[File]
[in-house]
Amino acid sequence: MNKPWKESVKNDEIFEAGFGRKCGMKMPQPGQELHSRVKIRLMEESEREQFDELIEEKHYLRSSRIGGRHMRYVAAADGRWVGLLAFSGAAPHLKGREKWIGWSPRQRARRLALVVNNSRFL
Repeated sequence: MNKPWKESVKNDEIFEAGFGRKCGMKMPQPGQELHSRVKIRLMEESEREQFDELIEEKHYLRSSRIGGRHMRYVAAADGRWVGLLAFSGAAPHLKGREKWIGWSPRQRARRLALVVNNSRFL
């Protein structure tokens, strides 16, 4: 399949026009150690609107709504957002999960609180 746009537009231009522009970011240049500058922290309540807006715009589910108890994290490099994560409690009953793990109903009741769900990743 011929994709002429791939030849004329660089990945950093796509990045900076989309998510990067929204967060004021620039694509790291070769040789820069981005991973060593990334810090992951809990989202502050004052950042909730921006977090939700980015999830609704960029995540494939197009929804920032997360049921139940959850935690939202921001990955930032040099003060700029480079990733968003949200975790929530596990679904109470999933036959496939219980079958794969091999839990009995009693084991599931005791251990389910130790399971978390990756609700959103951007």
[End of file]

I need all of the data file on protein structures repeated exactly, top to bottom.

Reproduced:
[in-house]
Amino acid sequence: MNKPWKESVKNDEIFEAGFGRKCGMKMPQPGQELHSRVKIRLMEESEREQFDELIEEKHYLRSSRIGGRHMRYVAAADGRWVGLLAFSGAAPHLKGREKWIGWSPRQRARRLALVVNNSRFL
Repeated sequence: MNKPWKESVKNDEIFEAGFGRKCGMKMPQPGQELHSRVKIRLMEESEREQFDELIEEKHYLRSSRIGGRHMRYVAAADGRWVGLLAFSGAAPHLKGREKWIGWSPRQRARRLALVVNNSRFL
């Protein structure tokens, strides 16, 4: 399949026009150690609107709504957002999960609180 746009537009231009522009970011240049500058922290309540807006715009589910108890994290490099994560409690009953793990109903009741769900990743 011929994709002429791939030849004329660089990945950093796509990045900076989309998510990067929204967060004021620039694509790291070769040789820069981005991973060593990334810090992951809990989202502050004052950042909730921006977090939700980015999830609704960029995540494939197009929804920032997360049921139940959850935690939202921001990955930032040099003060700029480079990733968003949200975790929530596990679904109470999933036959496939219980079958794969091999839990009995009693084991599931005791251990389910130790399971978390990756609700959103951007």